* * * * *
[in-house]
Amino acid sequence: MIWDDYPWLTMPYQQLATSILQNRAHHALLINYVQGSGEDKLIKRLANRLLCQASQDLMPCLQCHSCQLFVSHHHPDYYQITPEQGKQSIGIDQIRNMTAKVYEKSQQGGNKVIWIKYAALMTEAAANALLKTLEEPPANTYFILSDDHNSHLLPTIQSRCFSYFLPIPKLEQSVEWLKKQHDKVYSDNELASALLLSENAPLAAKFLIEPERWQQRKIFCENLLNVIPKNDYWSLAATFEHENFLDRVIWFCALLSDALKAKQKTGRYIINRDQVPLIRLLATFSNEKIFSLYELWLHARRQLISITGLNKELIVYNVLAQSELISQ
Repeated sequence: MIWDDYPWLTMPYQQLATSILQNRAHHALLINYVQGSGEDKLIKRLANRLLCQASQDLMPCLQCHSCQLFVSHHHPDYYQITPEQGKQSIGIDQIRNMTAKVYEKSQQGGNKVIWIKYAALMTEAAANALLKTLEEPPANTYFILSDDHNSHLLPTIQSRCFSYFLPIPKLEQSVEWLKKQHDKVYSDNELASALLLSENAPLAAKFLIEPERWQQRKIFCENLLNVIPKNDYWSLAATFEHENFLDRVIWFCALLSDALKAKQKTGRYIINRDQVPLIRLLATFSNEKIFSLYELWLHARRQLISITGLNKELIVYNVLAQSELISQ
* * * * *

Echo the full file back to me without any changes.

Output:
[in-house]
Amino acid sequence: MIWDDYPWLTMPYQQLATSILQNRAHHALLINYVQGSGEDKLIKRLANRLLCQASQDLMPCLQCHSCQLFVSHHHPDYYQITPEQGKQSIGIDQIRNMTAKVYEKSQQGGNKVIWIKYAALMTEAAANALLKTLEEPPANTYFILSDDHNSHLLPTIQSRCFSYFLPIPKLEQSVEWLKKQHDKVYSDNELASALLLSENAPLAAKFLIEPERWQQRKIFCENLLNVIPKNDYWSLAATFEHENFLDRVIWFCALLSDALKAKQKTGRYIINRDQVPLIRLLATFSNEKIFSLYELWLHARRQLISITGLNKELIVYNVLAQSELISQ
Repeated sequence: MIWDDYPWLTMPYQQLATSILQNRAHHALLINYVQGSGEDKLIKRLANRLLCQASQDLMPCLQCHSCQLFVSHHHPDYYQITPEQGKQSIGIDQIRNMTAKVYEKSQQGGNKVIWIKYAALMTEAAANALLKTLEEPPANTYFILSDDHNSHLLPTIQSRCFSYFLPIPKLEQSVEWLKKQHDKVYSDNELASALLLSENAPLAAKFLIEPERWQQRKIFCENLLNVIPKNDYWSLAATFEHENFLDRVIWFCALLSDALKAKQKTGRYIINRDQVPLIRLLATFSNEKIFSLYELWLHARRQLISITGLNKELIVYNVLAQSELISQ